Vista with SQL 4.21

 

So there you go, that’s the PC I used, and the software as mentioned. As you can see from the SQL Server box, it’s the “Departmental System” version good for 64 users/128 connections.

I guess for the others interested I’ll show some box contents or something.

Contents of the package
Front of the box
High resolution of the back...

Check out the ‘requirements’ and it’s features… That’s why I love this old software! It’s not as bad as it’s reputation is… But on the x64 it’ll get it’s full 2GB of ram!

Fun with Microsoft SQL Server 4.21

First off I have this copy of SQL server 4.21 that I wanted to run on my new super fast Vista x64 box. Now it’s 32bit but completely unsupported…. And off the CD the setup doesn’t work..

But not to fear!

First from a Windows NT 4.0 CD I copy in the setupdll.dll file into the source path for SQL Server 4.21. Now the setup.exe will actually run.

So the first hint is to set the compatibility for the setup.exe to “run in 256 colors”. Now it’ll render stuff correctly, however it’ll barf because it wants to overwrite the file “dbnmpntw.dll” which won’t work. So simply editing the setup.inf file and commenting out the dbnmpntw.dll line.

Now the real pain is that it’ll run the setup, but it’ll crash when starting the sql server as a service… I still don’t know what’s crashing it.

Next grab service pack (#4) for Sql 4.21

You’ll need some kind of MS-DOS environment to extract the service pack… Either DOSBox or VirtualPC with MS-DOS will quickly do the job. I like DOSBox for this kind of thing as it can directly mount the native filesystem..

Anyways copy the DLL’s to c:\sql\dll & the exe to c:\sql\binn

Then add c:\sql\dll;c:\sql\binn to the system PATH environment….

From here you can run the sqlservr.exe in an administrator prompt, and it’ll run…

C:\SQL\sp>SQLSERVR.EXE
09/07/02 19:18:18.87 kernel SQL Server for Windows NT 4.21a.05 (Intel X86) Jun 28 1995 08:20:31
Copyright (c) 1988-1995 Microsoft Corporation; Copyright Sybase, Inc 1987-1995

09/07/02 19:18:18.88 kernel Copyright (C) 1988-1993 Microsoft Corporation.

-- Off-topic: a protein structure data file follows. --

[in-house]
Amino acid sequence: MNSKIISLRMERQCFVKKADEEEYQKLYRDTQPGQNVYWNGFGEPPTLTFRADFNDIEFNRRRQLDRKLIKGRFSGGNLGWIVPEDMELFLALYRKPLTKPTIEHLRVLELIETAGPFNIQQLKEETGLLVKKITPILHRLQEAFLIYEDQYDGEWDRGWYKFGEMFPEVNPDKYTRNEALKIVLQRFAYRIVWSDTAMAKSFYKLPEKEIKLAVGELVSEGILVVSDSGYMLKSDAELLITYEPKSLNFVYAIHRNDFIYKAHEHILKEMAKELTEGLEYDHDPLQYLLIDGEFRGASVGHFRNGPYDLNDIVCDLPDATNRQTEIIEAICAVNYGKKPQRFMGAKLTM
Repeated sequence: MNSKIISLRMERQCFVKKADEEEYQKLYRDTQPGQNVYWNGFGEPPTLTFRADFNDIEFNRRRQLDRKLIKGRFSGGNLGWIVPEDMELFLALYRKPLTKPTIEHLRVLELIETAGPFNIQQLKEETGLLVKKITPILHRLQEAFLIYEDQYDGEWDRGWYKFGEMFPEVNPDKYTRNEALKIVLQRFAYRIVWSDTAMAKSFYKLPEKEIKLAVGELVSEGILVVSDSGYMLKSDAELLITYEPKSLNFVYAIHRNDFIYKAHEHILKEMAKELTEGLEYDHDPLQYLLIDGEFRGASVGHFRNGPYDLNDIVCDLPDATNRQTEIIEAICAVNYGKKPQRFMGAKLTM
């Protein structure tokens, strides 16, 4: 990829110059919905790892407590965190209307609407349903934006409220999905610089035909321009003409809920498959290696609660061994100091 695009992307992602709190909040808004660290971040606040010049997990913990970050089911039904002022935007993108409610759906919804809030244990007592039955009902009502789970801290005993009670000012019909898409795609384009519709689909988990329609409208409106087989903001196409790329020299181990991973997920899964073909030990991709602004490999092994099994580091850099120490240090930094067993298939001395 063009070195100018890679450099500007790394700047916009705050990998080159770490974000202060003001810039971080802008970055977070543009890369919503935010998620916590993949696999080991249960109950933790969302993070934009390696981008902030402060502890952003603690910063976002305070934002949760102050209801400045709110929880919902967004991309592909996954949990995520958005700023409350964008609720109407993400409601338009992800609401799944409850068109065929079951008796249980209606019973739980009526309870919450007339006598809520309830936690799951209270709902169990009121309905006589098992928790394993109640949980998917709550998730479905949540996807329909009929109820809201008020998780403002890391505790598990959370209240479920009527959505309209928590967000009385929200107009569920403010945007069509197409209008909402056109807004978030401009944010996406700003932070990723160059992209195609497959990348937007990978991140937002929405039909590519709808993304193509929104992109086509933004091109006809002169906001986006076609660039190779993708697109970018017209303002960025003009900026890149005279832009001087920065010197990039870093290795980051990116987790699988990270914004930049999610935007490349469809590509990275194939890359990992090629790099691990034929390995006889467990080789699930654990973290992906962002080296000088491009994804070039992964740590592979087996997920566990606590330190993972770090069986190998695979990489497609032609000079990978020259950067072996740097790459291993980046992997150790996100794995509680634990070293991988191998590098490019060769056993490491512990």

09/07/02 19:18:18.88 kernel Copyright Sybase, Inc. 1987, 1993
09/07/02 19:18:18.88 kernel All rights reserved.
09/07/02 19:18:18.88 kernel Use, duplication, or disclosure by the United States Government is subject
09/07/02 19:18:18.88 kernel to restrictions set forth in FAR subparagraphs 52.227-19(a)-(d) for civilian
09/07/02 19:18:18.88 kernel agency contracts and DFARS 252.227-7013(c)(1)(ii)for Department of Defense
09/07/02 19:18:18.88 kernel contracts. Sybase reserves all unpublished rightsunder the copyright laws of
09/07/02 19:18:18.88 kernel the United States.
09/07/02 19:18:18.88 kernel Sybase, Inc. 6475 Christie Avenue, Emeryville, CA94608, USA.
09/07/02 19:18:18.88 kernel Logging SQL Server messages in file ‘C:\SQL\LOG\ERRORLOG’
09/07/02 19:18:18.90 kernel Maximum number of pages in batch io is limited to8
09/07/02 19:18:18.90 kernel initconfig: number of user connections limited to5
09/07/02 19:18:18.90 server SQL Server is starting at priority class ‘normal’with dataserver serialization
turned on.
09/07/02 19:18:18.90 kernel initializing virtual device 0, C:\SQL\DATA\MASTER.DAT
09/07/02 19:18:18.92 kernel Opening Master Database …
09/07/02 19:18:18.92 server Loading SQL Server’s default sort order and character set
09/07/02 19:18:18.92 server Recovering Database ‘master’
09/07/02 19:18:18.92 server Recovery dbid 1 ckpt (701,14)
09/07/02 19:18:18.94 server server is unnamed
09/07/02 19:18:18.99 server Recovering database ‘model’
09/07/02 19:18:18.99 server Recovery dbid 3 ckpt (132,26)
09/07/02 19:18:19.00 server Clearing temp db
09/07/02 19:18:19.28 kernel Using ‘SQLEVENT.DLL’ version ‘4.21.00’.
09/07/02 19:18:19.28 kernel Using ‘OPENDSNT.DLL’ version ‘4.21.09.02’.
09/07/02 19:18:19.29 kernel Using ‘NTWDBLIB.DLL’ version ‘4.21.00’.
09/07/02 19:18:19.29 ods Using ‘SSNMPNTW.DLL’ version ‘4.21.0.0’ to listenon ”.
09/07/02 19:18:21.28 server Recovery complete.
09/07/02 19:18:21.28 server SQL Server’s default sort order is:
09/07/02 19:18:21.29 server ‘bin_cp850’ (ID = 40)
09/07/02 19:18:21.29 server on top of default character set:
09/07/02 19:18:21.29 server ‘cp850’ (ID = 2)

Contrl+C will kill it… You can fire up the SQL Administrator (C:\Sql\Binn\Sqladmin.exe) but it’ll freak because the master database isn’t fully built. It’s very close to usable but so far the only way to get around the incomplete master is to copy one from an existing DB… Good thing you have that NT 4.0 CD & VirtualPC right? Just remember that SQL 4.21 will only install PRIOR to sp6. SO the install order is NT 4.0, SQL 4.21, SP6, VMadditions, SQL service pack, then copy the c:\sql directory to overrite the prior one. You may also want to export the registry keys from the Virtual NT 4.0 machine [HKEY_LOCAL_MACHINE\SOFTWARE\Microsoft\SQLServer].

Ok now for the downside… For whatever reason it will *NOT* listen on TCP/IP. So it’ll only do named pipes… If you are only doing local stuff it’ll be just fine. The services don’t work, but the uptick is that it’s SMALL… A zip of the installed SQL is under 5 megabytes!

So in the end, it’s not terribly usefull, but I found it interesting that with a little hacking SQL Server 4.21a will run on Vista x64 sp2.

Microsoft SQL Server 4.21 on Vista x64

And here is a screenshot… I’ll have to do some quick benchmarks of 4.21 vs the 2008 Express stuff.